Gene Therapy Candidate for Amyotrophic Lateral Sclerosis (ALS) Demonstrates Bioactivities in a Murine Model of the Disease
Anew Medical, a medical product development company, announced results presented at the European Society of Cell and Gene Therapy (ESCGT) from preclinical in vivo studies of its lead secreted-Klotho (s-KL) gene therapy candidate in a stringent animal model of human ALS. The SOD1G93A mouse model recapitulates most of ALS neuromuscular abnormalities, and it’s been shown that there are decreased mRNA levels of s-KL protein expressed in skeletal muscles, the motor cortex, and the lumbar spinal cord in these animals. Thus, long-term supplementation of the s-KL protein via gene therapy technology is an attract new measure for treatment of this deadly disease.
The technology was licensed on an exclusive worldwide basis from the Universitat Autonomo de Barcelona in Barcelona, Spain. ANEW’s lead gene therapy candidate utilizes a muscle-targeting AAV9 viral vector and a muscle tissue-specific promoter upstream of the s-KL gene to selectively express the s-KL protein in the muscles and nervous system of transgenic mice that overexpress the SOD1G93A gene, leading to the clinical signs and symptoms of ALS, also known as “Motor Neuron Disease” and “Lou Gehrig’s disease”. The overexpression of the SOD1 gene in humans is called “familial ALS” and occurs in 5%-10% of all ALS cases.
ALS is a progressive neurologic disorder characterized by the loss of cortical and spinal motor neurons, denervation of nerve endplates, axonal retraction and death to motor neurons resulting in muscle atrophy. Patients average 2-3 years of survival after initial diagnosis, so there is an urgent medical need for effective treatments of this deadly disease. The ALS neuropathology is mainly due to oxidative stress, neuroinflammation, excitotoxicity and mitochondrial dysfunction leading to loss of muscle mass, muscle endplate denervation, and ultimately death from respiratory failure.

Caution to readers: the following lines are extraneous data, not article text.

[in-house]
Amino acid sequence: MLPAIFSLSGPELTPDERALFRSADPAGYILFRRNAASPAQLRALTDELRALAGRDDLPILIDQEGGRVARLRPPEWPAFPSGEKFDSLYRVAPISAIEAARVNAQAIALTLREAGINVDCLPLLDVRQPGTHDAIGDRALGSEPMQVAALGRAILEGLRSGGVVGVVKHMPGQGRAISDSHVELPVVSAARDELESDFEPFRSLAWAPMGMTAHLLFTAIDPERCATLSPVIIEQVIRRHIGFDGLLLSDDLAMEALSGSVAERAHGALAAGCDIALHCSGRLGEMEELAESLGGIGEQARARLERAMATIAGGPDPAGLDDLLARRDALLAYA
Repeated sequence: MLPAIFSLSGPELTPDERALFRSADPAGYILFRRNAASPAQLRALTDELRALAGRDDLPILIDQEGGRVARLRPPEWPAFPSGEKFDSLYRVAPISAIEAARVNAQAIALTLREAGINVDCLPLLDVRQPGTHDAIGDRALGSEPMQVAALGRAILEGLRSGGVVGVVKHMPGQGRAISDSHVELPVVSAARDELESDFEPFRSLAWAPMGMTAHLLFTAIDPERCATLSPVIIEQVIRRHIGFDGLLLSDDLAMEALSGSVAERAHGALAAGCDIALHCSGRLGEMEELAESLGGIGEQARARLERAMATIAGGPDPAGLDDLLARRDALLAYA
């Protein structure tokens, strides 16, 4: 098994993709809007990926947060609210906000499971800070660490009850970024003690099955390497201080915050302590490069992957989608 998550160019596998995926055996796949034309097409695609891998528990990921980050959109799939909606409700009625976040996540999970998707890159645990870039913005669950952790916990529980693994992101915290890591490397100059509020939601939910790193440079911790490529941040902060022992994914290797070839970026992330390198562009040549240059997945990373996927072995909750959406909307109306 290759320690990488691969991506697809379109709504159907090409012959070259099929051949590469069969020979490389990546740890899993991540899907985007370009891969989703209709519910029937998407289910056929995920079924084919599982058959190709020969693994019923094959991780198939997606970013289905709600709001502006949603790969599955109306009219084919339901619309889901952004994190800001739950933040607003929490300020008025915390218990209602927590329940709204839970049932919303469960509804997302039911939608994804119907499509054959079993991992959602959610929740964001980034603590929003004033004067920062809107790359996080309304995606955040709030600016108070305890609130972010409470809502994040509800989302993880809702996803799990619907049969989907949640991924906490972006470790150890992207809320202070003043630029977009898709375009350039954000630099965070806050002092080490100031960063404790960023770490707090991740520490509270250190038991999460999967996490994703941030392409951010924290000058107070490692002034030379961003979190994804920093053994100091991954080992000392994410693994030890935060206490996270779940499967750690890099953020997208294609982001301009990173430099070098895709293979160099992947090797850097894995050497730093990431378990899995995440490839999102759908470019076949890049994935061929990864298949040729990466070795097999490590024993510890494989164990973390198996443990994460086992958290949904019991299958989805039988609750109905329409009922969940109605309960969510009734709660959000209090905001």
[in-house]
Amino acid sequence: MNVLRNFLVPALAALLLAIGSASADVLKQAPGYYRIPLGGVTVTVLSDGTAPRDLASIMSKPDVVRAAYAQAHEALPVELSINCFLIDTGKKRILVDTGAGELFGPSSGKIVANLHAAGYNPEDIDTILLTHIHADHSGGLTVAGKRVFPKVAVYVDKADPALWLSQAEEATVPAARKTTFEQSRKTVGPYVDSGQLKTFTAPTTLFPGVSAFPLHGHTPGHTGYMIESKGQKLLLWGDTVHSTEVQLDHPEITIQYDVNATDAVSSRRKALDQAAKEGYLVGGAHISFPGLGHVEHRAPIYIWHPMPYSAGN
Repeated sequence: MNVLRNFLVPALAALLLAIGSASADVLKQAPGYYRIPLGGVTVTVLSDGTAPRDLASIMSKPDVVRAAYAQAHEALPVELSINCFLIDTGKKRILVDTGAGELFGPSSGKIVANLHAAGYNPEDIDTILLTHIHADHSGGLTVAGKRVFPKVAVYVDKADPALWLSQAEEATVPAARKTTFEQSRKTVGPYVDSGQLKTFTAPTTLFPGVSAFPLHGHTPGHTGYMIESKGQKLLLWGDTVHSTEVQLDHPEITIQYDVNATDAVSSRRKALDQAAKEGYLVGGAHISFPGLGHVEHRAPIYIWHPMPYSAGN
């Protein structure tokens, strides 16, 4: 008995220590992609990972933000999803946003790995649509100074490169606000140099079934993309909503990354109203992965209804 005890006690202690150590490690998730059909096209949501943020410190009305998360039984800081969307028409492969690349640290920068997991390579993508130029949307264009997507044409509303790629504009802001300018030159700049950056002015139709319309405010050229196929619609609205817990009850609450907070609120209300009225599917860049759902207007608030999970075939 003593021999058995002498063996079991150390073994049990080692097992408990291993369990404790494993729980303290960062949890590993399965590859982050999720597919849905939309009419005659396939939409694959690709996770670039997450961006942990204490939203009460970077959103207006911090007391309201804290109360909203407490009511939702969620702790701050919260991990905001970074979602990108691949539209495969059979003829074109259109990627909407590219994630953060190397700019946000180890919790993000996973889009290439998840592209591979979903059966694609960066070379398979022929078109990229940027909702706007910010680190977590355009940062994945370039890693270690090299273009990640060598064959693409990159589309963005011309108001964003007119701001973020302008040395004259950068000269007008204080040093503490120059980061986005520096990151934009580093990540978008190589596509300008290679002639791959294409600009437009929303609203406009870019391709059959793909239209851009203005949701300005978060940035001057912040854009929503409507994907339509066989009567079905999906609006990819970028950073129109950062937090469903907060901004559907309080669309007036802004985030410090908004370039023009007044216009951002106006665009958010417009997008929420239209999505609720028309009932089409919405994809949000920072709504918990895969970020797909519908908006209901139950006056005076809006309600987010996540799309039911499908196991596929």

Results show that the overexpression of the s-KL protein in muscles and CNS, mediated by the s-KL gene, a muscle-targeted AAV vector, and the muscle-specific promoter enhances motor function, yields higher number of innervated neuromuscular junctions, reduced oxidative stress and neuroinflammation, produces higher muscle action potential of major muscle groups, induces improved muscle strength and muscle mass, reduces glutamate-induced excitotoxicity in the spinal cord, delays the disease onset, and improves overall survival versus the non-treated control groups.
Dr. Joseph Sinkule, the Company’s CEO stated, “Our s-KL gene therapy construct exhibits robust and prolonged bioactivity in this model of ALS and these results support ALS as the first indication in clinical trials of this new approach to treat ALS. We look forward to expanding the testing of our lead candidate, ANEW-202, in the Profilin1 animal model of ALS that represents 90-95% of all human ALS cases called Sporadic ALS. The delivery and expression of the s-KL protein by the s-KL gene may be an effective therapy in this degenerative neuromuscular disease.”
“The data open up additional avenues for the use of ANEW-202 in an expanding array of other neuromuscular and motor neuron diseases such as multiple sclerosis, muscular dystrophy, myasthenia gravis, and rare diseases like Lambert-Eaton disease, Friedreich’s ataxia, and spinal muscular atrophy. There may even be potential use in spinal cord injuries and peripheral nerve injuries but clearly, ALS is our lead indication,” says Dr. Sinkule.
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